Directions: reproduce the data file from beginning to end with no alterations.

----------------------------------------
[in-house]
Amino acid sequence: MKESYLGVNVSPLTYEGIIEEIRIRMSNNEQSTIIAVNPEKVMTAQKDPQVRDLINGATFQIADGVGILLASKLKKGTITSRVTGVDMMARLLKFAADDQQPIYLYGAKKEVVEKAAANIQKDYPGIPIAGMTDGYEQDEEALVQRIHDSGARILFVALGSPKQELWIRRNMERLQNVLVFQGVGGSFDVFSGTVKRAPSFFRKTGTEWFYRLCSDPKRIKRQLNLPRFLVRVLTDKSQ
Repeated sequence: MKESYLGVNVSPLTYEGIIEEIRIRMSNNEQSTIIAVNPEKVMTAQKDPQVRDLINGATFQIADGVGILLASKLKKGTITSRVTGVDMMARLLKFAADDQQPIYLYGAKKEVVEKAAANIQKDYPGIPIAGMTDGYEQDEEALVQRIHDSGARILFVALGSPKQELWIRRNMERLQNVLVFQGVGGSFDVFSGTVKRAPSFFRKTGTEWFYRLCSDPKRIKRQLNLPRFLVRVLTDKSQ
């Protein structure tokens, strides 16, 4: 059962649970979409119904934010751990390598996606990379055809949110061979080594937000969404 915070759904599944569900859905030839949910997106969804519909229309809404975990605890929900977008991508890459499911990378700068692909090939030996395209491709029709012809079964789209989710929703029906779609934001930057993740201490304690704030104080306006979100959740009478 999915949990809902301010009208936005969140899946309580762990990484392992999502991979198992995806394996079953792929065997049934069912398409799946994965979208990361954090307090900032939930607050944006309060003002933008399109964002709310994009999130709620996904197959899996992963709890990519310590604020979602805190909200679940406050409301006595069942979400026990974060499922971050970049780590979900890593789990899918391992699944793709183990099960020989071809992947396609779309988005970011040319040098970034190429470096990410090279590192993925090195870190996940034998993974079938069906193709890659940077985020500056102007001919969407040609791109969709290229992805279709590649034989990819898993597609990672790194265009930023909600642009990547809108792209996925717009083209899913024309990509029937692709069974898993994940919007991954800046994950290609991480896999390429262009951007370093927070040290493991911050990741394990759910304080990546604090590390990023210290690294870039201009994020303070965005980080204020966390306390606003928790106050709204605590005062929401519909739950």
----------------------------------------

[in-house]
Amino acid sequence: MKESYLGVNVSPLTYEGIIEEIRIRMSNNEQSTIIAVNPEKVMTAQKDPQVRDLINGATFQIADGVGILLASKLKKGTITSRVTGVDMMARLLKFAADDQQPIYLYGAKKEVVEKAAANIQKDYPGIPIAGMTDGYEQDEEALVQRIHDSGARILFVALGSPKQELWIRRNMERLQNVLVFQGVGGSFDVFSGTVKRAPSFFRKTGTEWFYRLCSDPKRIKRQLNLPRFLVRVLTDKSQ
Repeated sequence: MKESYLGVNVSPLTYEGIIEEIRIRMSNNEQSTIIAVNPEKVMTAQKDPQVRDLINGATFQIADGVGILLASKLKKGTITSRVTGVDMMARLLKFAADDQQPIYLYGAKKEVVEKAAANIQKDYPGIPIAGMTDGYEQDEEALVQRIHDSGARILFVALGSPKQELWIRRNMERLQNVLVFQGVGGSFDVFSGTVKRAPSFFRKTGTEWFYRLCSDPKRIKRQLNLPRFLVRVLTDKSQ
């Protein structure tokens, strides 16, 4: 059962649970979409119904934010751990390598996606990379055809949110061979080594937000969404 915070759904599944569900859905030839949910997106969804519909229309809404975990605890929900977008991508890459499911990378700068692909090939030996395209491709029709012809079964789209989710929703029906779609934001930057993740201490304690704030104080306006979100959740009478 999915949990809902301010009208936005969140899946309580762990990484392992999502991979198992995806394996079953792929065997049934069912398409799946994965979208990361954090307090900032939930607050944006309060003002933008399109964002709310994009999130709620996904197959899996992963709890990519310590604020979602805190909200679940406050409301006595069942979400026990974060499922971050970049780590979900890593789990899918391992699944793709183990099960020989071809992947396609779309988005970011040319040098970034190429470096990410090279590192993925090195870190996940034998993974079938069906193709890659940077985020500056102007001919969407040609791109969709290229992805279709590649034989990819898993597609990672790194265009930023909600642009990547809108792209996925717009083209899913024309990509029937692709069974898993994940919007991954800046994950290609991480896999390429262009951007370093927070040290493991911050990741394990759910304080990546604090590390990023210290690294870039201009994020303070965005980080204020966390306390606003928790106050709204605590005062929401519909739950």